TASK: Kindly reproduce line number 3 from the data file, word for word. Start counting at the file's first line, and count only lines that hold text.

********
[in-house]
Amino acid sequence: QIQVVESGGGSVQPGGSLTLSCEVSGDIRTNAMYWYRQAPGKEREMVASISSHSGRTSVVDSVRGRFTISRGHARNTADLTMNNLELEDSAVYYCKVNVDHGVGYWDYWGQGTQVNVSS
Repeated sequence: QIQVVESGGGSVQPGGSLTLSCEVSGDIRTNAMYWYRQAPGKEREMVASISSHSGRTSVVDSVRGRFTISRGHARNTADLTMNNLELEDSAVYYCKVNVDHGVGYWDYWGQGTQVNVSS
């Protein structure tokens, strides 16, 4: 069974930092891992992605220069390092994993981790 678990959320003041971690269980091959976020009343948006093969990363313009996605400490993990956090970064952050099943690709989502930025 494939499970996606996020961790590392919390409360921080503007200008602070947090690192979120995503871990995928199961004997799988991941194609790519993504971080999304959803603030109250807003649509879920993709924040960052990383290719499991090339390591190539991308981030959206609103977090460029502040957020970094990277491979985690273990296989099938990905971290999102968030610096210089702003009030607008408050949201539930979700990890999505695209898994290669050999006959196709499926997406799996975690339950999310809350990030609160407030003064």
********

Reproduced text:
Repeated sequence: QIQVVESGGGSVQPGGSLTLSCEVSGDIRTNAMYWYRQAPGKEREMVASISSHSGRTSVVDSVRGRFTISRGHARNTADLTMNNLELEDSAVYYCKVNVDHGVGYWDYWGQGTQVNVSS